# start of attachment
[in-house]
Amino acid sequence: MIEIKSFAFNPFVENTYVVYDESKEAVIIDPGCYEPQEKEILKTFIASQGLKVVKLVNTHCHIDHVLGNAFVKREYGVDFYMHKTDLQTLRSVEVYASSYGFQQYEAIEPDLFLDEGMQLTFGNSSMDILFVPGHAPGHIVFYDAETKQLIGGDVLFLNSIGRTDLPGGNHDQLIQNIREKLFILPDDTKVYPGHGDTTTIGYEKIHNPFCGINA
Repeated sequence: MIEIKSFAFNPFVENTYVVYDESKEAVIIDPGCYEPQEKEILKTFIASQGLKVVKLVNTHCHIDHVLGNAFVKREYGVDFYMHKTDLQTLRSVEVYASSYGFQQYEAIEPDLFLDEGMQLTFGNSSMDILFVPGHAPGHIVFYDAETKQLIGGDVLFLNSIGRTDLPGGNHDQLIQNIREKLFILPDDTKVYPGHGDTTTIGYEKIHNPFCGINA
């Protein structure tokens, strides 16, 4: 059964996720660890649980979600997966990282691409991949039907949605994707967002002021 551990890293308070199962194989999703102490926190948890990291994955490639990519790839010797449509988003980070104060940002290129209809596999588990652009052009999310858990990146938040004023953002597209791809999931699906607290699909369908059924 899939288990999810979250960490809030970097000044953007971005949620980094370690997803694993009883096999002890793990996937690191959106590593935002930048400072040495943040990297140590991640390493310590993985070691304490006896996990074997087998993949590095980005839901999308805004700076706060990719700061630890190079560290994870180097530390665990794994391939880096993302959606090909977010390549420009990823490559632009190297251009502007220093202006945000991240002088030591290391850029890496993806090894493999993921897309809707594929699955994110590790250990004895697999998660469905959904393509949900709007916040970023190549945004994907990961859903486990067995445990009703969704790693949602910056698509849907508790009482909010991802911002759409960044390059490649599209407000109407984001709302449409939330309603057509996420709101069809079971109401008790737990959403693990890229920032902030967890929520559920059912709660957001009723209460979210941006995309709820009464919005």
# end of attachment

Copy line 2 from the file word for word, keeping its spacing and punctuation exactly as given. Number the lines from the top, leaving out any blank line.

Amino acid sequence: MIEIKSFAFNPFVENTYVVYDESKEAVIIDPGCYEPQEKEILKTFIASQGLKVVKLVNTHCHIDHVLGNAFVKREYGVDFYMHKTDLQTLRSVEVYASSYGFQQYEAIEPDLFLDEGMQLTFGNSSMDILFVPGHAPGHIVFYDAETKQLIGGDVLFLNSIGRTDLPGGNHDQLIQNIREKLFILPDDTKVYPGHGDTTTIGYEKIHNPFCGINA